The Effects of Mass Effect


I wanted my first piece to be on a subject that I love and believe in…gaming. More specifically the Mass Effect series from Bioware. Now as most gamers are probably aware, Mass Effect 3 has been in the news recently for all the wrong reasons. If any of you are members of Raptr then you can find my little rant on that topic on the Mass Effect 3 dashboard under the thread ‘Mass Effect blamed for Connecticut school shooting: fans defend video  games’. This isn’t going to be another chapter on the idiocies of the ill-informed though. This piece is about my love for the Mass Effect trilogy and the effect it has had on me as a gamer.

Now, before I go any further let me tell you that I’m a mythical, fairytale and dragons kinda’ gal. I was, and still am, obsessed with a little game called Dragon Age. I’ve spent 100’s of hours immersed in the land of Thedas surrounding myself with Elves, Darkspawn and magic. I was blinkered when it came to video games, preferring to stick to what I knew and loved. So when a friend suggested that I should have a change of scenery and try a game called Mass Effect I shied away. Er, hello?! It’s space age! Futuristic! The absolute opposite of Dragon Age. Naturally I put more hours into Dragon Age and Mass Effect went forgotten…Until one day, after completing my 7th or 8th play-through of Dragon Age, I realized that I could potentially spoil the game for myself by playing it too much (yeah, a few 100 hours didn’t do that but I panicked a little!). Not wanting to ruin my favourite game I decided to look for something else to play and again someone mentioned Mass Effect. They pointed out that it was created by Bioware…the same company that created my beloved Dragon Age. I finally caved and agreed to give it a chance.

For me it was a big step to even look at this game. Ideally I had wanted a game with more dragons and mages not spaceships and aliens. I was very wary of the world I was stepping into…space…my final frontier (cheesy reference I know). But I took that step with a (fairly) open mind and turned it on…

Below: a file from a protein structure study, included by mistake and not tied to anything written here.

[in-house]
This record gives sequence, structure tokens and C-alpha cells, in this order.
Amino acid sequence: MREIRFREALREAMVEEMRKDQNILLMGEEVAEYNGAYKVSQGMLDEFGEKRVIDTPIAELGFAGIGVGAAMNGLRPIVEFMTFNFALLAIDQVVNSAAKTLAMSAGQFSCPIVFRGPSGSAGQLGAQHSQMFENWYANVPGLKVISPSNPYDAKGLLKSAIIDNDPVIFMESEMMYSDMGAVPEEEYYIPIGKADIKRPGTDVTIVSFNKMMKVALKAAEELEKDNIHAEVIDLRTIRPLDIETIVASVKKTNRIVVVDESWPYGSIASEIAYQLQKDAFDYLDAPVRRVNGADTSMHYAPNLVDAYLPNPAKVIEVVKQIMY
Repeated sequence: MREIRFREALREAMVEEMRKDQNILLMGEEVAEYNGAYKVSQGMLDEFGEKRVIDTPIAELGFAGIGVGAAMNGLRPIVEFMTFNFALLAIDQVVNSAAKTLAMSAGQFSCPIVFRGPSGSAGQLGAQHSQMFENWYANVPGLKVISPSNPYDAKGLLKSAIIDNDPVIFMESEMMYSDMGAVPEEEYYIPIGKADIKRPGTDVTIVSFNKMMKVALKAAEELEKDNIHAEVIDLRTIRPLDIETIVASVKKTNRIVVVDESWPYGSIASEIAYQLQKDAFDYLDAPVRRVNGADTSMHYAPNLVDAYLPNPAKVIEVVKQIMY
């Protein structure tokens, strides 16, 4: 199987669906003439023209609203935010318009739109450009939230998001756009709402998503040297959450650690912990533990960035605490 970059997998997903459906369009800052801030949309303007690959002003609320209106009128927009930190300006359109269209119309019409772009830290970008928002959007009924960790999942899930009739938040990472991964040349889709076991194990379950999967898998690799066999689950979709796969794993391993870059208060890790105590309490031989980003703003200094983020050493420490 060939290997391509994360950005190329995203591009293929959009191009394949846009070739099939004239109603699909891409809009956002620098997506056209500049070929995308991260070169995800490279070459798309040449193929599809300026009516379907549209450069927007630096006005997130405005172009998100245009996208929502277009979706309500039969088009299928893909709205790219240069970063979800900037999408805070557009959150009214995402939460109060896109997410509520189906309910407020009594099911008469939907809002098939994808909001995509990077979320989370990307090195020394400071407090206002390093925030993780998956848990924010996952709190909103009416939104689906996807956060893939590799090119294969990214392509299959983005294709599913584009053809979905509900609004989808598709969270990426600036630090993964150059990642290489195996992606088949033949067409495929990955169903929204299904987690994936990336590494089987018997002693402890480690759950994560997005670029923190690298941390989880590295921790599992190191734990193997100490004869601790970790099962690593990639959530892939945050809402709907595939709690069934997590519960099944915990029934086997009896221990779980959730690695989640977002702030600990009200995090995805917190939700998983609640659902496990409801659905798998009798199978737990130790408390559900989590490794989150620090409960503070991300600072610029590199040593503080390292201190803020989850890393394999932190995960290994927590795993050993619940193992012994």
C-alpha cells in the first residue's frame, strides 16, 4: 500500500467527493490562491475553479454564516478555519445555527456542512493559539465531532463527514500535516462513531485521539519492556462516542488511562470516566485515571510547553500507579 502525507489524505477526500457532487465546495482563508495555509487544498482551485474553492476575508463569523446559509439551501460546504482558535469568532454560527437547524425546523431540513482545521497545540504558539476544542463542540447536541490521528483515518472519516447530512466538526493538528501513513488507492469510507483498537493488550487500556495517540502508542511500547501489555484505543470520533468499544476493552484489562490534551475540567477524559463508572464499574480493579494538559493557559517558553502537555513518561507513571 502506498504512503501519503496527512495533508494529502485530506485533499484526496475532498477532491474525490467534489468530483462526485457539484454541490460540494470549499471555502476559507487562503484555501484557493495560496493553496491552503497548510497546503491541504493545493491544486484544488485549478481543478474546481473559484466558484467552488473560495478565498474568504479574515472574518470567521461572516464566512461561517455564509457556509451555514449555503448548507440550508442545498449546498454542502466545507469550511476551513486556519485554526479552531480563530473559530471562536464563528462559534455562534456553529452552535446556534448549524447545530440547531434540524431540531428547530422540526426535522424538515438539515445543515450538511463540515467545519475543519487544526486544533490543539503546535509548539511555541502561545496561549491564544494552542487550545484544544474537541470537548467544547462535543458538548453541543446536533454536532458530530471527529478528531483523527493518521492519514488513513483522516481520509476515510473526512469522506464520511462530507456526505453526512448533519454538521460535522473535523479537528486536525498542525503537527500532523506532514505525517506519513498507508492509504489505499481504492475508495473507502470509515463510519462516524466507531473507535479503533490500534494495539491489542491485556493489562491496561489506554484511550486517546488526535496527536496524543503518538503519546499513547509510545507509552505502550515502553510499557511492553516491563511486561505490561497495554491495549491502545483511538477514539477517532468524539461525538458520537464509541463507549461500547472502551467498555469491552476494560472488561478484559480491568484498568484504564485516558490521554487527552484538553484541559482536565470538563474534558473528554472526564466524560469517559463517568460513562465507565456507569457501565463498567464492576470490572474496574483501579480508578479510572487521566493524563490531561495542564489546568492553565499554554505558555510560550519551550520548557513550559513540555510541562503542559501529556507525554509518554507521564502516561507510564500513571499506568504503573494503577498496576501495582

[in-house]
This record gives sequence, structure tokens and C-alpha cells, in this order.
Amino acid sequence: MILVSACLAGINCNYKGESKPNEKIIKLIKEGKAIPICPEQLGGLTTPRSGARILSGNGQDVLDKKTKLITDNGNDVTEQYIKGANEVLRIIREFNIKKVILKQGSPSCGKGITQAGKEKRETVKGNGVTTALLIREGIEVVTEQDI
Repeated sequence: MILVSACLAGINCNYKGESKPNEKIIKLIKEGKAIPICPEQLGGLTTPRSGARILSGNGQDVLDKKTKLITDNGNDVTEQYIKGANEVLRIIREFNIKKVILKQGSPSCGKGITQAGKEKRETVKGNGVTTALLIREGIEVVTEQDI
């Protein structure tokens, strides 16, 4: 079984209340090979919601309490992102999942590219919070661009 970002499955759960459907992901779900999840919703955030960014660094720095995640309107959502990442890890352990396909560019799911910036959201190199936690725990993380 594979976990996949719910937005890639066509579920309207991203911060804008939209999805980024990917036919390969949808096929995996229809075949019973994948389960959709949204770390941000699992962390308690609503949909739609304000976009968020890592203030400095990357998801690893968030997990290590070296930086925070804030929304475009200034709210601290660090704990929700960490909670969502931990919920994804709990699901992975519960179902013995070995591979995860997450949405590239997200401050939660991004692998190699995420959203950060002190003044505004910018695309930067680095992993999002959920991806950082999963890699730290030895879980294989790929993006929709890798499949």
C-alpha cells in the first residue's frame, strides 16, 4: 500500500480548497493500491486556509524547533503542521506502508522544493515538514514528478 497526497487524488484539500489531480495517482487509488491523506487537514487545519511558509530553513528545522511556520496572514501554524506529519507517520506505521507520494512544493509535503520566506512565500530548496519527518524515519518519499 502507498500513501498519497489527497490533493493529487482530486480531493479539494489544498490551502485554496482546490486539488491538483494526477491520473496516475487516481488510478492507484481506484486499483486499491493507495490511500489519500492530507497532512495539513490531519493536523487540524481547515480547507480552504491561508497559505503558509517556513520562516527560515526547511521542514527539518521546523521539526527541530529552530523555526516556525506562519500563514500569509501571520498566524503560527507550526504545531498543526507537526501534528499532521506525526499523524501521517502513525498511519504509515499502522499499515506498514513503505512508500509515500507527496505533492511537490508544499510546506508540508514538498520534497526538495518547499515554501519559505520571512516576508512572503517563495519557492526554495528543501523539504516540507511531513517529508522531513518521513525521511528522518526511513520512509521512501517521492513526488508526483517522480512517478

First and lasting impressions…

I only got to that ‘Start’ menu. That vista of the planet below. That music…and that was enough. I got tingles, yes really, tingles.

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Music has a magical effect on me. It can instantly change my mood, feed my emotions and evoke memories. The opening score of Mass Effect is just spectacular…it creates a feeling of futuristic magnificence. As if it’s telling me that something special is about to begin. Throughout the trilogy the musical scores hit all the right notes and they complement the game-play and characters brilliantly. Yes, I do own the albums that accompany the games and when I listen to them I am instantly transported back into the game with brilliant clarity.  The composers Jack Wall, Sam Hulick, Cris Velasco, and Sascha Dikiciyan all deserve massive thanks for creating the beautiful musical scores for this epic series of games, they simply wouldn’t be the same without them.

From the first cut scene of the Normandy passing through the mass relay I knew I was going to like the world of Mass Effect. How could I not? The sleek and smooth design of the Normandy and mass relay stamped a lasting impression on me. Art director Derek Watts and his team have created an incredibly aesthetically pleasing world.

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All aspects of the games are fantastically designed, from the alien worlds and spaceships to the Citadel and the many races that inhabit the galaxy. With each race being vastly different from the next and each race having their own religion and history, the scope and depth of the world is mind blowing. The writers attention to detail is astounding and it all makes for a more engrossing and involving experience. Every character, whether they’re a bit-part or main NPC, are written and brought  to life in such a natural and believable way. The voice talent for the trilogy is easily some of the best in video games. And because of this I grew to care about my eclectic crew and I fought damn hard to help them and keep them alive.